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  • The Will to Adorn: Stories of African American Dress and Identity

    Wednesday, March 27, 2019
    6:00 pm - 7:00 pm

    Add to Calendar 03/27/2019 6:00 PM 03/27/2019 7:00 PM America/New_York The Will to Adorn: Stories of African American Dress and Identity

    Lecture by Diana N’Diaye, Cultural Specialist and Curator at the Smithsonian Center for Folklife and Cultural Heritage

    Rockwell Members: Free, Not-Yet-Members: $10, Students: $5

    Advance reservations recommended; space is limited. Click here to register

    Lecture Description

    Styles created in African American communities inspire fashion and set trends that are embraced by people all over the world. The Will to Adorn project collects and shares autobiographies of African American style exemplars and artisans from cities across the nation, investigating the connections between dress and diverse cultural identities. It is an examination of styles that can be as local as the neighborhood barbershop and as global as the influence of hip-hop. Join Smithsonian Cultural Specialist and Curator, Diana N’Diaye, as she explores everyday dressing as an expression of creativity and heritage.

    Exclusive Opportunity for Silver Dollar Society Members

    Members of the Silver Dollar Society are invited to join an exclusive dining experience with leaders from the Smithsonian. As part of our Questioning Identity lecture series, a post-lecture dinner with the speaker will be offered in the Museum galleries following the February, March and April lectures.

    Space is extremely limited and will be reserved on a first come, first served basis. Register now

    *Due to limited space, interested parties are asked to register for only one opportunity. Dinner selections and dietary restrictions will be collected via email closer to the event.

    About Diana N’Diaye

    Diana N’Diaye is a Cultural Specialist and Curator at the Smithsonian Center for Folklife and Cultural Heritage. Diana developed and leads The Will to Adorn: African American Dress and the Aesthetics of Identity, a pan-institutional, multi-sited research project that included a program in the 2013 Smithsonian Folklife Festival. Her training in anthropology, folklore, and visual studies and her experience as a studio craft artist support over thirty years of fieldwork, exhibitions, programs, and publications focusing on expressive culture in Africa, the Caribbean, and their diasporas in the United States; children’s play and performance; and dress traditions and fashion in Oman, Mali, Kyrgyzstan, Uzbekistan, and Japan. After the Haiti earthquake in 2010, she led the Smithsonian’s support of Haitian traditional artists at the Folklife Festival. She has served on national and international juries, advisory, policy, and funding panels including UNESCO, the NEA, and the American Folklore Society. She is a graduate of the 2010 Smithsonian Leadership Development Program. She holds a PhD in anthropology and visual studies from The Union Institute.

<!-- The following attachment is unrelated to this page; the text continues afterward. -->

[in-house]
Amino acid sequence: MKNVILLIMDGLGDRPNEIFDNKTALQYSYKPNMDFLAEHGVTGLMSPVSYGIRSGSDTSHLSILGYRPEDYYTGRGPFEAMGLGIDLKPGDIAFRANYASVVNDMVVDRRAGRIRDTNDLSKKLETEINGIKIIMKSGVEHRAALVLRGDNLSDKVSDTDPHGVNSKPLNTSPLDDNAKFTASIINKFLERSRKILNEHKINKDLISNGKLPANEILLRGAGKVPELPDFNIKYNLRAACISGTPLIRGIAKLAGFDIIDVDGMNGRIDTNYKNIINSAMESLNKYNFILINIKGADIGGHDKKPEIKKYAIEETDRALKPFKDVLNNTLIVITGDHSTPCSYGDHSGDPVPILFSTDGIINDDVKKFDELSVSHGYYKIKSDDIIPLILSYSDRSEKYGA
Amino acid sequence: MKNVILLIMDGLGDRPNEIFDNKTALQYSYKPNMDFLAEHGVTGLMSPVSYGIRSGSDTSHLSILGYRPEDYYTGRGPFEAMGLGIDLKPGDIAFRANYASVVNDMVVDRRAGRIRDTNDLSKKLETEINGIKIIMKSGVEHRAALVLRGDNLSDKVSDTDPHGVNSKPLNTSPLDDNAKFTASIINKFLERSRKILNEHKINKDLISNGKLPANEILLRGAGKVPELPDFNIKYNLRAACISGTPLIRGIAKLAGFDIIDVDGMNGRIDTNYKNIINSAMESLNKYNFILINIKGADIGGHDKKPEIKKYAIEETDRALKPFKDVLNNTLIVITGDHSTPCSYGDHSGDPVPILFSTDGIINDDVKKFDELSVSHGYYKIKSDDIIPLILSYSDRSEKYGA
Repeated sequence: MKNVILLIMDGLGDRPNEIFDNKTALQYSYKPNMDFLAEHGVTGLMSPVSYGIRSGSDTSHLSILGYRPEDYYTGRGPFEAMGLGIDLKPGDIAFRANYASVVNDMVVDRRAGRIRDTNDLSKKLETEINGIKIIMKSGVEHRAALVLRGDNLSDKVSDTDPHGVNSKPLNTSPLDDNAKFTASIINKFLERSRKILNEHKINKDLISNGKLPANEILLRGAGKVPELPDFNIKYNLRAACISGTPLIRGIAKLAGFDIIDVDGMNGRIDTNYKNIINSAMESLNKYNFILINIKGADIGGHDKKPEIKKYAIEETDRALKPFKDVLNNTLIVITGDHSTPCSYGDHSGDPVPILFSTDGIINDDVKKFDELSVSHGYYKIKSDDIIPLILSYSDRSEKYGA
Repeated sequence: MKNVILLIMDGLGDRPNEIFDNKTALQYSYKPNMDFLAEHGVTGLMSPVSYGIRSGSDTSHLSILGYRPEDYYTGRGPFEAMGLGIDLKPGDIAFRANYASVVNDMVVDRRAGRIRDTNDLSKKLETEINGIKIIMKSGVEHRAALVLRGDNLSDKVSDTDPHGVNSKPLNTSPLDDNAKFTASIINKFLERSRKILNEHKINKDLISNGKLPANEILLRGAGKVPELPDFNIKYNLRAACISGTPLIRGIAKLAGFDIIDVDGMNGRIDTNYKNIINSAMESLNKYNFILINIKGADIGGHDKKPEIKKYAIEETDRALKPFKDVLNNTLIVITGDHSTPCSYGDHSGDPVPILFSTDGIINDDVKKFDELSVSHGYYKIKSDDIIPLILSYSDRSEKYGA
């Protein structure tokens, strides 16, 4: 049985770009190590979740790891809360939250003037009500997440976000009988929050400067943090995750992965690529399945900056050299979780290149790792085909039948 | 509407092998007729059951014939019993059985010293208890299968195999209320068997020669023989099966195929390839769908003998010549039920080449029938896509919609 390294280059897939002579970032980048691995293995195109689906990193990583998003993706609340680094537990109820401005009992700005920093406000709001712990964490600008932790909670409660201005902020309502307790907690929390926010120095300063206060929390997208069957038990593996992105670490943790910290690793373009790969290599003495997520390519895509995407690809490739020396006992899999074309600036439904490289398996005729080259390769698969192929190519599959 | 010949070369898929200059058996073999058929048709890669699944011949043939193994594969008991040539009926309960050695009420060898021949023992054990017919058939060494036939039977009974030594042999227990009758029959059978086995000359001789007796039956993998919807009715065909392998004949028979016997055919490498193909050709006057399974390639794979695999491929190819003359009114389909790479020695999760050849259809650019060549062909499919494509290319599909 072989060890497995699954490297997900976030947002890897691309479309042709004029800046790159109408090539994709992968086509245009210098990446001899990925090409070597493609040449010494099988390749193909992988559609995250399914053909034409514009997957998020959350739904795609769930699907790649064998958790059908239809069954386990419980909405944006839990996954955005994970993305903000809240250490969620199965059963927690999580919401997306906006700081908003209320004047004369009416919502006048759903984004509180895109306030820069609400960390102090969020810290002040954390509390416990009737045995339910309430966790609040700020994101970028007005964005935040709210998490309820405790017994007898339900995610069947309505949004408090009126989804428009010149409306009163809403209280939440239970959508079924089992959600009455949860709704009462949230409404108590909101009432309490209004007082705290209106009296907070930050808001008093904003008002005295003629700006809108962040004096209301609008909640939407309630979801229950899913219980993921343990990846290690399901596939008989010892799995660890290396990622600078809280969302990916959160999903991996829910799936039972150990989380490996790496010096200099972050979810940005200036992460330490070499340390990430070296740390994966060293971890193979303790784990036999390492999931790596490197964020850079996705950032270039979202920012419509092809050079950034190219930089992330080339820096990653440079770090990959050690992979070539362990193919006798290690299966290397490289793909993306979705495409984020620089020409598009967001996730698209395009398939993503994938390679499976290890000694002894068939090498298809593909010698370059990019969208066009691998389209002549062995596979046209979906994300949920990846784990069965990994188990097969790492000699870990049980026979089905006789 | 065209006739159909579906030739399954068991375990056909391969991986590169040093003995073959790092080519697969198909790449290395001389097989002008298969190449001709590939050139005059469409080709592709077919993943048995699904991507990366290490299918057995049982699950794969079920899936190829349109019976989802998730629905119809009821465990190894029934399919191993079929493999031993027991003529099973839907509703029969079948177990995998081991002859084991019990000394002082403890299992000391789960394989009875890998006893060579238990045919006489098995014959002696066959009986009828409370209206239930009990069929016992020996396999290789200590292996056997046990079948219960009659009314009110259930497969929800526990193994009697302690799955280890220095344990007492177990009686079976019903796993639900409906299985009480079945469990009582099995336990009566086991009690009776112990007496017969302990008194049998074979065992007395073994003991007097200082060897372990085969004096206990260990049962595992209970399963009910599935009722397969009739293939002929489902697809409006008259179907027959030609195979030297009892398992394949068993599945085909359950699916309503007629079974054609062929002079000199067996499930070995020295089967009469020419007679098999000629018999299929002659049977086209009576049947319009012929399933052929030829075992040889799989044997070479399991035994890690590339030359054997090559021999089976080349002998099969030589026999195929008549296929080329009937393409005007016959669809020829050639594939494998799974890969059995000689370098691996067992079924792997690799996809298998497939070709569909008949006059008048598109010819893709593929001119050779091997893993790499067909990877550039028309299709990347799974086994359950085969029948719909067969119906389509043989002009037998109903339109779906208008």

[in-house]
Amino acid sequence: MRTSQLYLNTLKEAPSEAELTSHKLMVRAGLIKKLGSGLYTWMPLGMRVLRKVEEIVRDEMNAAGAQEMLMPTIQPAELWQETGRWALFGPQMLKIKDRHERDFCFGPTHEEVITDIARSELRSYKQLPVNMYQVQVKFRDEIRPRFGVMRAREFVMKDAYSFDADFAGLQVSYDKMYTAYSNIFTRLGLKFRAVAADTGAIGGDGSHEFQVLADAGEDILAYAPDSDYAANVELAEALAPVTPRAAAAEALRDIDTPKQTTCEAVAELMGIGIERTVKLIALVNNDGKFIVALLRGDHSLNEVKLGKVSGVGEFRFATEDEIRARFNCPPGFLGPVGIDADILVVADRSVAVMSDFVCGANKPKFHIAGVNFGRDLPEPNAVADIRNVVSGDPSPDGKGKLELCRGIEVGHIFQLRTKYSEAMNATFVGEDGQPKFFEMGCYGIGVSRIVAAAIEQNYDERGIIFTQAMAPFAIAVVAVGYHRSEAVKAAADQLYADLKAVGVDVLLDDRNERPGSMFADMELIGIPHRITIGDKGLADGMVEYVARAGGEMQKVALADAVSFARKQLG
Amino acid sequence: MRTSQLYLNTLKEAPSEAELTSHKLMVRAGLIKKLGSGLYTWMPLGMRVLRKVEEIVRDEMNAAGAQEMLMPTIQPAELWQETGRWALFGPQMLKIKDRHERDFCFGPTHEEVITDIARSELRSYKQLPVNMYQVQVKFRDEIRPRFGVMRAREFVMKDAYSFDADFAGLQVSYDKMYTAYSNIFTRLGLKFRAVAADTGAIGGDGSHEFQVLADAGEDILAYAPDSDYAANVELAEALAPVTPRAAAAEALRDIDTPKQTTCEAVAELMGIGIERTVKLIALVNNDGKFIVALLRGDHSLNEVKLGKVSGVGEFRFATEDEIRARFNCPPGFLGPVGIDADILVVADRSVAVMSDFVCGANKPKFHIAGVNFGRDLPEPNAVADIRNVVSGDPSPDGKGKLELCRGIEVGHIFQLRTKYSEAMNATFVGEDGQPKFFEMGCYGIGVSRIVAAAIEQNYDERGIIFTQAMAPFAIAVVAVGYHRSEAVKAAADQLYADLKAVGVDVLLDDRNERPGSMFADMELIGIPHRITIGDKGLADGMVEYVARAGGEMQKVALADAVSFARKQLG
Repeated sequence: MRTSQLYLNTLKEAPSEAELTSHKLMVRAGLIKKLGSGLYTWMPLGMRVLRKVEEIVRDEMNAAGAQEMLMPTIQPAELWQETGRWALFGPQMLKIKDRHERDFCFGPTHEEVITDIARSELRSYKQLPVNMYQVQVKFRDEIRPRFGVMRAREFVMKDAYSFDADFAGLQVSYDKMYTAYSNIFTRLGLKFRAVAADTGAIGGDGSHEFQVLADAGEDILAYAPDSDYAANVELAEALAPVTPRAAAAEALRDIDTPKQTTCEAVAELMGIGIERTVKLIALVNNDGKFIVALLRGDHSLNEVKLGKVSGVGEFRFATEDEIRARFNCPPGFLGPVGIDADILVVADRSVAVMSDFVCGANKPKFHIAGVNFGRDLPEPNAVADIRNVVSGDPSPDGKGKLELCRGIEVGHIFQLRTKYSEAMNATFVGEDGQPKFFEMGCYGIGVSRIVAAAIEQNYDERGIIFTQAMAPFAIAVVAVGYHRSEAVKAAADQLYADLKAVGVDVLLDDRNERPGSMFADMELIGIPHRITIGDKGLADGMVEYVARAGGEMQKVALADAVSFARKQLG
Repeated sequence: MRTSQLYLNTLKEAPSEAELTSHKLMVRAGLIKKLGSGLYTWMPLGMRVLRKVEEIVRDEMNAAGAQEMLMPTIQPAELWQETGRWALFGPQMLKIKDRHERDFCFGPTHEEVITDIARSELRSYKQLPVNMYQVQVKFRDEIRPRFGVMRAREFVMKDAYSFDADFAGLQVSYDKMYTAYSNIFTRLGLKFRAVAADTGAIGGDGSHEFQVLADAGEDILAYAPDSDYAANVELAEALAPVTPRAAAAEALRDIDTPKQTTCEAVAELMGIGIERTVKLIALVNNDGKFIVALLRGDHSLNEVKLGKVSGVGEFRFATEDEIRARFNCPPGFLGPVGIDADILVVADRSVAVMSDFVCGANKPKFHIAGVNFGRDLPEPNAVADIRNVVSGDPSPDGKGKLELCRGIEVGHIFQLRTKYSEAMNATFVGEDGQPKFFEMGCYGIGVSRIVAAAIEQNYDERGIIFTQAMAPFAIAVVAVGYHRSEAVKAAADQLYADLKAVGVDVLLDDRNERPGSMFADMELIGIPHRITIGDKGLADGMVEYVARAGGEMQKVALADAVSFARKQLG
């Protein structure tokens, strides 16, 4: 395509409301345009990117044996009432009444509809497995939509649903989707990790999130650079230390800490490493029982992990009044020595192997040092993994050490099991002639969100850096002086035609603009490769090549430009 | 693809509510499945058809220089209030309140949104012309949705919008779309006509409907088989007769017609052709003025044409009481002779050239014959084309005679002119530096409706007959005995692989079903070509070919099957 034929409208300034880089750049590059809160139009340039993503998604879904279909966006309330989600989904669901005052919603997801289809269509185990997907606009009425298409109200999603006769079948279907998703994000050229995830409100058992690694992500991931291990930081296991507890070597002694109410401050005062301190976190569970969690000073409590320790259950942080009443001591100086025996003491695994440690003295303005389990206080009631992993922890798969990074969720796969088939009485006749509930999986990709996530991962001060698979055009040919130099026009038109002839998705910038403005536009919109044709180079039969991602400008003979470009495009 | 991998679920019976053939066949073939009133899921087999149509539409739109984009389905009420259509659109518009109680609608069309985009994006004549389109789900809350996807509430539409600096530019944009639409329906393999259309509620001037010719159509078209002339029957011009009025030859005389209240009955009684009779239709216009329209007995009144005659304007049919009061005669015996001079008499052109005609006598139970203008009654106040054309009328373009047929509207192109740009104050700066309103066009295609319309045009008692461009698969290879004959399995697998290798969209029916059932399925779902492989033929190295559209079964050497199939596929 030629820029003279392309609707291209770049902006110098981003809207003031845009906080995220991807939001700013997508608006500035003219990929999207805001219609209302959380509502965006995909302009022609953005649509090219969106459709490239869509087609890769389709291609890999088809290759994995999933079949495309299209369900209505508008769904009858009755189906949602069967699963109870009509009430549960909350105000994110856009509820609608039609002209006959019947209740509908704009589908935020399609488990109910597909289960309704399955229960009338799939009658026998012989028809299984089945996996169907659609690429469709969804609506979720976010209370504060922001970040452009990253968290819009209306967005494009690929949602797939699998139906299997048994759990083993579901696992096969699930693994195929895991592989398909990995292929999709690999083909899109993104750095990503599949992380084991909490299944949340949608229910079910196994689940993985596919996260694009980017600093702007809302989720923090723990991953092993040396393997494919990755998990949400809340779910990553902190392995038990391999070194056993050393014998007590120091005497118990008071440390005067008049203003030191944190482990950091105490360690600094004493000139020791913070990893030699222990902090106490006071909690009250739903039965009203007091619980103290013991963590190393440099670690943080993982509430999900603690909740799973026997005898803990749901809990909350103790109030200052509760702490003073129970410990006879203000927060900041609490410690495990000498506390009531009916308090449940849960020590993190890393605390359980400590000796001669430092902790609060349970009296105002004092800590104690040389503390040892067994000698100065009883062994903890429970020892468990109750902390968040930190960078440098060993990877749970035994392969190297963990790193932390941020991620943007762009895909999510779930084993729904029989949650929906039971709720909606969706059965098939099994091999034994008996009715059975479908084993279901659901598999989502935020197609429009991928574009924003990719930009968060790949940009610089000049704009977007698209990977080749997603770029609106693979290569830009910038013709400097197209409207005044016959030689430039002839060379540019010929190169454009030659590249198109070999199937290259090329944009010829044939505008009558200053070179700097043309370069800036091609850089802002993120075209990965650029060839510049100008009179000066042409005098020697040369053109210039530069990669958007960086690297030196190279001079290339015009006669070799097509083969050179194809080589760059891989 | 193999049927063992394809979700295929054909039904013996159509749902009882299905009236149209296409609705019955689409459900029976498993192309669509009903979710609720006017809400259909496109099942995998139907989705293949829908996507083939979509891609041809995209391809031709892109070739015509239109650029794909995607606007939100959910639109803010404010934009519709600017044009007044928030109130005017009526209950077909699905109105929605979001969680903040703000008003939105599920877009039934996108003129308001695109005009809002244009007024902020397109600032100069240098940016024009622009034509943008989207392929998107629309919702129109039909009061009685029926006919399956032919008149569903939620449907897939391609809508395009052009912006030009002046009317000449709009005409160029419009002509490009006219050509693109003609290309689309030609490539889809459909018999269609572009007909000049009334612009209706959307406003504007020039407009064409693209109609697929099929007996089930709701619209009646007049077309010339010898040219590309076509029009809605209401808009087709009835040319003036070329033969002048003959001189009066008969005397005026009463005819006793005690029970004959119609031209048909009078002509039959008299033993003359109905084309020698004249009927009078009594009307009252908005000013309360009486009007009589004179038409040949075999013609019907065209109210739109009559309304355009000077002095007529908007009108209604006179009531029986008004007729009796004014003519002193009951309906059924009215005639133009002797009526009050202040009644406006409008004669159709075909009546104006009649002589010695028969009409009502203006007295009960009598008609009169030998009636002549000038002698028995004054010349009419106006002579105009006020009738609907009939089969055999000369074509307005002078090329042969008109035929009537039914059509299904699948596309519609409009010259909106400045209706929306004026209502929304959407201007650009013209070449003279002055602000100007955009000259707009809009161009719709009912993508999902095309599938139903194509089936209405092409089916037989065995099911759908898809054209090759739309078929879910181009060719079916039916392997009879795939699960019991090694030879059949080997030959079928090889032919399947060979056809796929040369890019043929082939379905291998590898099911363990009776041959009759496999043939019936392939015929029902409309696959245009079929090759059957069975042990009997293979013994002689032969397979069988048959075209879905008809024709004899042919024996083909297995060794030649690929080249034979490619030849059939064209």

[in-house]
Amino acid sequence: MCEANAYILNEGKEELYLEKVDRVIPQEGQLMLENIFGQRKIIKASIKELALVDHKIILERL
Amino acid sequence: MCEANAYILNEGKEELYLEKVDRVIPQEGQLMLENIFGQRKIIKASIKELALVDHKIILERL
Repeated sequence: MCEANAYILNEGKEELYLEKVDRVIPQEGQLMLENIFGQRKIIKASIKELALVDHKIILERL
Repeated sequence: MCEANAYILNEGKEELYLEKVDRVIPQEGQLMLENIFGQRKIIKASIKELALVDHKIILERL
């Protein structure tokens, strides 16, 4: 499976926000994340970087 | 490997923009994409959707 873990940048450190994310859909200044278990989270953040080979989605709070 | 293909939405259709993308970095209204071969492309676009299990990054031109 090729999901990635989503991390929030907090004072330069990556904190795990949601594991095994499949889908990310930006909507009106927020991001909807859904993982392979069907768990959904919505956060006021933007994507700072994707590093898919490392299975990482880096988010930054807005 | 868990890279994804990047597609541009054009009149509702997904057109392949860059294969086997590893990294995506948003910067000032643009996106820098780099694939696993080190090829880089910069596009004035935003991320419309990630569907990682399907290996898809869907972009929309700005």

Lecture by Diana N’Diaye, Cultural Specialist and Curator at the Smithsonian Center for Folklife and Cultural Heritage

    Rockwell Members: Free, Not-Yet-Members: $10, Students: $5

    Advance reservations recommended; space is limited. Click here to register

    Lecture Description

    Styles created in African American communities inspire fashion and set trends that are embraced by people all over the world. The Will to Adorn project collects and shares autobiographies of African American style exemplars and artisans from cities across the nation, investigating the connections between dress and diverse cultural identities. It is an examination of styles that can be as local as the neighborhood barbershop and as global as the influence of hip-hop. Join Smithsonian Cultural Specialist and Curator, Diana N’Diaye, as she explores everyday dressing as an expression of creativity and heritage.

    Exclusive Opportunity for Silver Dollar Society Members

    Members of the Silver Dollar Society are invited to join an exclusive dining experience with leaders from the Smithsonian. As part of our Questioning Identity lecture series, a post-lecture dinner with the speaker will be offered in the Museum galleries following the February, March and April lectures.

    Space is extremely limited and will be reserved on a first come, first served basis. Register now

    *Due to limited space, interested parties are asked to register for only one opportunity. Dinner selections and dietary restrictions will be collected via email closer to the event.

    About Diana N’Diaye

    Diana N’Diaye is a Cultural Specialist and Curator at the Smithsonian Center for Folklife and Cultural Heritage. Diana developed and leads The Will to Adorn: African American Dress and the Aesthetics of Identity, a pan-institutional, multi-sited research project that included a program in the 2013 Smithsonian Folklife Festival. Her training in anthropology, folklore, and visual studies and her experience as a studio craft artist support over thirty years of fieldwork, exhibitions, programs, and publications focusing on expressive culture in Africa, the Caribbean, and their diasporas in the United States; children’s play and performance; and dress traditions and fashion in Oman, Mali, Kyrgyzstan, Uzbekistan, and Japan. After the Haiti earthquake in 2010, she led the Smithsonian’s support of Haitian traditional artists at the Folklife Festival. She has served on national and international juries, advisory, policy, and funding panels including UNESCO, the NEA, and the American Folklore Society. She is a graduate of the 2010 Smithsonian Leadership Development Program. She holds a PhD in anthropology and visual studies from The Union Institute.